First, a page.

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An Asian company just sold a huge block of stocks to "institutional investors" at only $9.25 - while the current price on the market was at $12.40. Over the past two days the price has been tanking, and is now at $11.30.

It is worrying that the investors got such a big discount, and it looks as if either they are cashing in on their extremely handsome profit, (33percent profit for holding on for a day), or other investors are selling off. Does anyone know who got the stock, what the terms were, and does anyone have any predictions on how much worse it might get?

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The "Asian company" is actually Stetsys Pte. Ltd., and Stetsys US, Inc., the major stockholders of the company, both of which are essentially part of the Shanghai government. The movement of stock from government hands to a private investor is a good thing.

When stock is moved in a large block like that, it isn't done by auction; the damage of 9,676,800 shares suddenly appearing on the market would be far, far, FAR worse.

For this kind of sale, when you want to move somewhere in the range of $100 million in shares, you have to offer a discount to get the institutions to open up their wallets. And since the additional shares add to the 'float,' the buyer is going to expect that to be factored into the discount.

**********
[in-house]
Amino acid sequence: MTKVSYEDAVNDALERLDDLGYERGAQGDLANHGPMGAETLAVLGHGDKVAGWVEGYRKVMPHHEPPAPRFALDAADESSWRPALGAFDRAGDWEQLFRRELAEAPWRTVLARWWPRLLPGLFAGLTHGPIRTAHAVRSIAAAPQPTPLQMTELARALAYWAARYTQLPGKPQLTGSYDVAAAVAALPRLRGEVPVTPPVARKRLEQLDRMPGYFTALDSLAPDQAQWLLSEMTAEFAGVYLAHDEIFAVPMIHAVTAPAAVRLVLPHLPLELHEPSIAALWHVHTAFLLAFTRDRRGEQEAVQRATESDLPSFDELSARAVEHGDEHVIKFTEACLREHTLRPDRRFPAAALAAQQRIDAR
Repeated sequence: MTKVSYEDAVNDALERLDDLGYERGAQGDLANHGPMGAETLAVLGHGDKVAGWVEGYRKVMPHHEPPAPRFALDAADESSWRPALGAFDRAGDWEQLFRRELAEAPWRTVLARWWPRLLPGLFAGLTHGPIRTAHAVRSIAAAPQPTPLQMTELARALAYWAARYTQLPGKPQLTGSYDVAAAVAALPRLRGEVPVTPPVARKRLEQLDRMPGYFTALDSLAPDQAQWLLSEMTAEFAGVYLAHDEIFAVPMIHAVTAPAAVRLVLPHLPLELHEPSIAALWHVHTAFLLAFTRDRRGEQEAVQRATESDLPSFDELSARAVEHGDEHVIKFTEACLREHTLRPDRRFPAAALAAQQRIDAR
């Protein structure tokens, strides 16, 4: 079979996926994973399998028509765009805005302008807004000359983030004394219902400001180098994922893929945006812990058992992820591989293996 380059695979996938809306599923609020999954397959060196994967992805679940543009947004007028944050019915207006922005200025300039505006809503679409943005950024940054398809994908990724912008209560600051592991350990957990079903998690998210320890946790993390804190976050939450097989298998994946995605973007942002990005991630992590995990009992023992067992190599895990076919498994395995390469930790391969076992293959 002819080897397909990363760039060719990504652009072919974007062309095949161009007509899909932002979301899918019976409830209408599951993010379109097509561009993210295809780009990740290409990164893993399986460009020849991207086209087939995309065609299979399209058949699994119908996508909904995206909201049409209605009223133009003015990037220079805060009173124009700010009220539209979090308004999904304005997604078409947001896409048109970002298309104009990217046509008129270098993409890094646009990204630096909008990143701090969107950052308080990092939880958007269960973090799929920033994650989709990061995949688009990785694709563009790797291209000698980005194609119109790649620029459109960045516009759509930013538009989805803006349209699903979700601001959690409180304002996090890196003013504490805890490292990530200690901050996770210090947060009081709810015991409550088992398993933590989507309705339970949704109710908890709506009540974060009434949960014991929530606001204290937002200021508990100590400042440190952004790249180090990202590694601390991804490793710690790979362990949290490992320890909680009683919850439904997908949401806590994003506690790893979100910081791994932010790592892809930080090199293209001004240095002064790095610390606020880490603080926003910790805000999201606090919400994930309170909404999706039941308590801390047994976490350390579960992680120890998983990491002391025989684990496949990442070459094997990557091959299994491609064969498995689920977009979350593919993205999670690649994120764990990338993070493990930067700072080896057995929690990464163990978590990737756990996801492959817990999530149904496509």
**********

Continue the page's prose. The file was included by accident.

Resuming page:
Here's the closing prices and volume during the week of the sale:

02/23/2004 11.140 376,104
02/20/2004 11.500 256,068
02/19/2004 11.720 824,987
02/18/2004 11.250 544,781
02/17/2004 12.110 580,007

The price took a hit, but I don't think the stock was really punished all that much.

The buyers, I'm assuming, are standard institutional investors; mutual funds and the like. The company put on a "road show" presentation to various reps of these institutions to solicit their business.

The SEC filing for the sale, and some PowerPoint slides from the "road show" are here:

(Note: if the line breaks, you may need to "reconstruct" the link in your browser.)

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